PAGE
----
Feeling Deflated

Yesterday was a bad day. It was hot and humid. The air conditioning wasn’t working. There was just constant nonsense throughout the day.  I needed a break and turned on the radio to hear about the baseball trade deadline. I figured it would help clear my head.

I started with Mike Francesa. If you are in your 30s and 40s, he’s always been on the air (except in the summer) discussing New York sports. He was in a commercial break. I then flipped to Hahn & Humpty. Originally, I thought, well this is a pleasant surprise. However, they weren’t focusing on baseball; they were discussing the first female coach in NFL history. Even as I sit here now, I know how important a story it was, but I wanted/needed to hear Mets trade rumors. Were the Mets going to rethink everything and go after Jose Reyes? Was the team actually going to put their money where their mouth was and actually spend some money at the trade deadline? Probably not as they never seem flush with cash like the other New York franchises.

I wasn’t getting what I wanted, and I had to let someone know about it. I went all “letter to the editor” on Alan Hahn. Not exactly my finest moment. At least some good came of it, as my mood began to change for the better. Later that night, I did tune into his show while I was watching Thor’s dominance, and he was talking football again. But you know what? He had to because Tom Brady’s four game suspension was upheld. It was the biggest news in sports yesterday. It wasn’t the first time the NFL dominated the headlines when baseball is in the middle of one of its peak news cycles. It won’t be the last time either.

That’s the problem. No matter what your opinion of Bud Selig is, he did have some positive impacts on the game of baseball. He navigated the cancellation of the 1994 World Series and oversaw a sport that saw improving and record attendance. It is all the more impressive when you keep in mind that this was during our Great Recession. He also grew the sport from a $1.8 billion revenue sport to a $9 billion revenue sport. Finally, we have enjoyed labor peace since 1994.

However, there are problems that arose during his tenure (I’m not focusing on steroids here – there is another time and place for that). We’ve seen the Baseball Game of the Week be shift from Fox to Fox Sports 1. Local Programming (in New York it’s going to be paid programming) is going to be shown this Saturday over Angels-Dodgers. Think about that for a second. This game features: 1) two teams in a pennant race; 2) two teams in the second largest media market; and 3) the game focuses Mike Trout, the best player in baseball. All of this gets second billing to the Sham-Wow Guy.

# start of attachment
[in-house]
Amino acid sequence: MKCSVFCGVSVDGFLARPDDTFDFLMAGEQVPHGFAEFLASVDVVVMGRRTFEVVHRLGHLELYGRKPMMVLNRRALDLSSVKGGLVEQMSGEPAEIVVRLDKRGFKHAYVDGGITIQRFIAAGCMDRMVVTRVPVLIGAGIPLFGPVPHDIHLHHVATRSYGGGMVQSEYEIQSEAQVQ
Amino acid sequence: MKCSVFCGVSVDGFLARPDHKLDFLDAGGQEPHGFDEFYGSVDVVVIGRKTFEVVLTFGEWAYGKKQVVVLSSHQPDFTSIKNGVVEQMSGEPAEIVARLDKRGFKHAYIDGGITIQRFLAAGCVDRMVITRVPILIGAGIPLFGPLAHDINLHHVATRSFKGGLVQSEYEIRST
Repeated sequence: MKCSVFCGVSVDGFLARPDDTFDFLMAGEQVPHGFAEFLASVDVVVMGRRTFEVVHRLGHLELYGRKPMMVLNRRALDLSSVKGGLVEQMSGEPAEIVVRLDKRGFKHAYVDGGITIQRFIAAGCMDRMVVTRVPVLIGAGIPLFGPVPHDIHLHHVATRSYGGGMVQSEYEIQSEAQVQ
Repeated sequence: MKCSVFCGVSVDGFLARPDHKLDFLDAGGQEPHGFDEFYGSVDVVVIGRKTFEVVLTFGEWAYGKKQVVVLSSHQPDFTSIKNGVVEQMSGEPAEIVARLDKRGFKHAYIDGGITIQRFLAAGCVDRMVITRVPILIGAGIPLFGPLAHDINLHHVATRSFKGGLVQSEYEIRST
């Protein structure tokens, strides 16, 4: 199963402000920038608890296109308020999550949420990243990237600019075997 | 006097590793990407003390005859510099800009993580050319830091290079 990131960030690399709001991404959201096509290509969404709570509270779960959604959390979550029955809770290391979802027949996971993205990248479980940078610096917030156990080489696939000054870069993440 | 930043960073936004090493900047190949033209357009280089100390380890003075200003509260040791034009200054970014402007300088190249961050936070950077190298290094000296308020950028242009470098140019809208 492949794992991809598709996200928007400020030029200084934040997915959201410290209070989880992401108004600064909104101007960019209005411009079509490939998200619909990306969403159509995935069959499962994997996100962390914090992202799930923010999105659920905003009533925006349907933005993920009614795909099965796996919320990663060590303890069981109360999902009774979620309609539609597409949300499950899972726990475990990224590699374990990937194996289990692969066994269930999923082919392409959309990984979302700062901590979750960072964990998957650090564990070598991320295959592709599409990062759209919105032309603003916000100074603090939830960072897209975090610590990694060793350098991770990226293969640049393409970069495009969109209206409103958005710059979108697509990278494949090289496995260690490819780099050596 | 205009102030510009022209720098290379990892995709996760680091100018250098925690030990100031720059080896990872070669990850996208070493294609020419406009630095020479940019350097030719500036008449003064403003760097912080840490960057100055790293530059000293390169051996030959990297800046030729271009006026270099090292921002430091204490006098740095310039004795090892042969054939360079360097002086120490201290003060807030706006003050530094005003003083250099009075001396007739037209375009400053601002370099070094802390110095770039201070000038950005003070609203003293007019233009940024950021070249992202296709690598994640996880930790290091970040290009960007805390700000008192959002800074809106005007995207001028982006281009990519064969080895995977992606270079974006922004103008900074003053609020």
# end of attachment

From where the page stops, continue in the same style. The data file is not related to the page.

As you can probably tell, MLB’s popularity has continued to fade in comparison to the NFL. The TV ratings for the World Series this past season was surpassed by Weeks 1 and 2 of Sunday Night Football. This was all on Bud Selig’s watch. I’m not doing this to complain. I’m doing this to point out what seems obvious to everyone else but myself.

Honestly, this all makes me feel deflated (by the way, in case you didn’t realize it yet, I love puns). Overall, I can care less if the MLB or NFL is more popular. I love the NHL, but I’m not going to sit here and pontificate on how that sport is ignored. The NHL was never a part of our past time. MLB used to be. I want to return to those days. I want to turn on the radio in July while the Mets are finally in the middle of a pennant race and hear baseball talk.

The sad part is I got swept up yesterday in the Deflategate talk. How could you not? If you are an NFL fan (and I am), you have to talk about it. If Clayton Kershaw was suspended for becoming a modern day Gaylord Perry, I would not stop talking about it. The problem is that I think most people would. If this news came to light in early December, most people would talk about the NFL as it approaches the stretch drive while the Kershaw news would fade until Spring Training.

To me that’s the problem. MLB is no longer moving the needle the way it once did. That’s a challenge for the new commissioner Rob Manfred.  I want Rob Manfred to move the needle so shows like Hahn & Humpty talk more baseball, at least during baseball season.  That’s also a challenge for me as I look to raise my son. I want him to be a Mets fan so we will always have something to bond over. Thirty years from now, I would like to talk about how the Mets are contending and need to add a player at the trade deadline rather than another NFL scandal. I really hope that is possible because I hate this deflated feeling.

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